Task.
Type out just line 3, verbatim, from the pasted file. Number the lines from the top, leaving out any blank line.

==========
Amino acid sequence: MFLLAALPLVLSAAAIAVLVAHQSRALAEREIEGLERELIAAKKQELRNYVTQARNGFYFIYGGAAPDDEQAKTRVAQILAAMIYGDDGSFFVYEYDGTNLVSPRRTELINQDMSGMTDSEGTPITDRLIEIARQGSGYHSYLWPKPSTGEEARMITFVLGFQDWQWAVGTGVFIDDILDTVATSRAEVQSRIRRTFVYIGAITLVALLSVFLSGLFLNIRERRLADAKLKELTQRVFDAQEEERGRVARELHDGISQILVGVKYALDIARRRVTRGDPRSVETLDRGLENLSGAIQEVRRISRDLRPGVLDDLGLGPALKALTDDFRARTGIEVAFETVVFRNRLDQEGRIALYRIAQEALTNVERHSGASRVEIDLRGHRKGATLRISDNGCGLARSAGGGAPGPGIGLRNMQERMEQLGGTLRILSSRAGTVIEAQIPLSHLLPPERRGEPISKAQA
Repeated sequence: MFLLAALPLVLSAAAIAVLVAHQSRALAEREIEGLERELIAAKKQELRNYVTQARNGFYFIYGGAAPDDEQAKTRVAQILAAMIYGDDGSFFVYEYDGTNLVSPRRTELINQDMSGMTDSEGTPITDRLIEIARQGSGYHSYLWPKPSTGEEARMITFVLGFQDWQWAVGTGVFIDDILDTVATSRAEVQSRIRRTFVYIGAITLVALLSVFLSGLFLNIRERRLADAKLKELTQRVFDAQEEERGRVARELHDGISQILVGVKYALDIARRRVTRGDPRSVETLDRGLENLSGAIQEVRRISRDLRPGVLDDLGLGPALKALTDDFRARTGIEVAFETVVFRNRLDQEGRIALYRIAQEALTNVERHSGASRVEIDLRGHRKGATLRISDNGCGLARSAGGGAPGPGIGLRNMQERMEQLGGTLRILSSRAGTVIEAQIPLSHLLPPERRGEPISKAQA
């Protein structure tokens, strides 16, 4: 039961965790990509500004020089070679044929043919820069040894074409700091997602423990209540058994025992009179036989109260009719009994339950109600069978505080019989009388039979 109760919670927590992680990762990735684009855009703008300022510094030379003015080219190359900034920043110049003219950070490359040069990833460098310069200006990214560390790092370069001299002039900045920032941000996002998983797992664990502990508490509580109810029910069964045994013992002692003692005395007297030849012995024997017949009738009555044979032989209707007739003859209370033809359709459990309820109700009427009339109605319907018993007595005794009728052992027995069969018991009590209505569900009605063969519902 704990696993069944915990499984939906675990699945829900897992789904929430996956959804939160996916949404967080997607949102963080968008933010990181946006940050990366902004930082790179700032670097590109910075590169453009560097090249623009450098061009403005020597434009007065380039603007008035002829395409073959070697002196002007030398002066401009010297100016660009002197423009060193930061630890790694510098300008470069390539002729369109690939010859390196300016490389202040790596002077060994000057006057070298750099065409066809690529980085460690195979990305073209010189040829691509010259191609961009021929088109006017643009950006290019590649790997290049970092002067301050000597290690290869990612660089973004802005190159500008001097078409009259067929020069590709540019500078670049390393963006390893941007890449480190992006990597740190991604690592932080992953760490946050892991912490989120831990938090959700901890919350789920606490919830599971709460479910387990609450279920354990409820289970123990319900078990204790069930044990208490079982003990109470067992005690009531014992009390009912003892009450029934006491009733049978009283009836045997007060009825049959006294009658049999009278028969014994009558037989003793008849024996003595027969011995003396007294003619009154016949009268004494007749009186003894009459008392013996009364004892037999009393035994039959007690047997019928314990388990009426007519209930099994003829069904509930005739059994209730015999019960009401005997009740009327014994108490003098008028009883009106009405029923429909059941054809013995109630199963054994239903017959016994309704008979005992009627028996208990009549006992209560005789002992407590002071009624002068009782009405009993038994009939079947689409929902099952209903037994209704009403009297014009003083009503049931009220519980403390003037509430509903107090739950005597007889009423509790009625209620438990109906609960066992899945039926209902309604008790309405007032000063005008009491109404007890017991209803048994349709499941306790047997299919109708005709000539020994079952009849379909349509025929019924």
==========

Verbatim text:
């Protein structure tokens, strides 16, 4: 039961965790990509500004020089070679044929043919820069040894074409700091997602423990209540058994025992009179036989109260009719009994339950109600069978505080019989009388039979 109760919670927590992680990762990735684009855009703008300022510094030379003015080219190359900034920043110049003219950070490359040069990833460098310069200006990214560390790092370069001299002039900045920032941000996002998983797992664990502990508490509580109810029910069964045994013992002692003692005395007297030849012995024997017949009738009555044979032989209707007739003859209370033809359709459990309820109700009427009339109605319907018993007595005794009728052992027995069969018991009590209505569900009605063969519902 704990696993069944915990499984939906675990699945829900897992789904929430996956959804939160996916949404967080997607949102963080968008933010990181946006940050990366902004930082790179700032670097590109910075590169453009560097090249623009450098061009403005020597434009007065380039603007008035002829395409073959070697002196002007030398002066401009010297100016660009002197423009060193930061630890790694510098300008470069390539002729369109690939010859390196300016490389202040790596002077060994000057006057070298750099065409066809690529980085460690195979990305073209010189040829691509010259191609961009021929088109006017643009950006290019590649790997290049970092002067301050000597290690290869990612660089973004802005190159500008001097078409009259067929020069590709540019500078670049390393963006390893941007890449480190992006990597740190991604690592932080992953760490946050892991912490989120831990938090959700901890919350789920606490919830599971709460479910387990609450279920354990409820289970123990319900078990204790069930044990208490079982003990109470067992005690009531014992009390009912003892009450029934006491009733049978009283009836045997007060009825049959006294009658049999009278028969014994009558037989003793008849024996003595027969011995003396007294003619009154016949009268004494007749009186003894009459008392013996009364004892037999009393035994039959007690047997019928314990388990009426007519209930099994003829069904509930005739059994209730015999019960009401005997009740009327014994108490003098008028009883009106009405029923429909059941054809013995109630199963054994239903017959016994309704008979005992009627028996208990009549006992209560005789002992407590002071009624002068009782009405009993038994009939079947689409929902099952209903037994209704009403009297014009003083009503049931009220519980403390003037509430509903107090739950005597007889009423509790009625209620438990109906609960066992899945039926209902309604008790309405007032000063005008009491109404007890017991209803048994349709499941306790047997299919109708005709000539020994079952009849379909349509025929019924």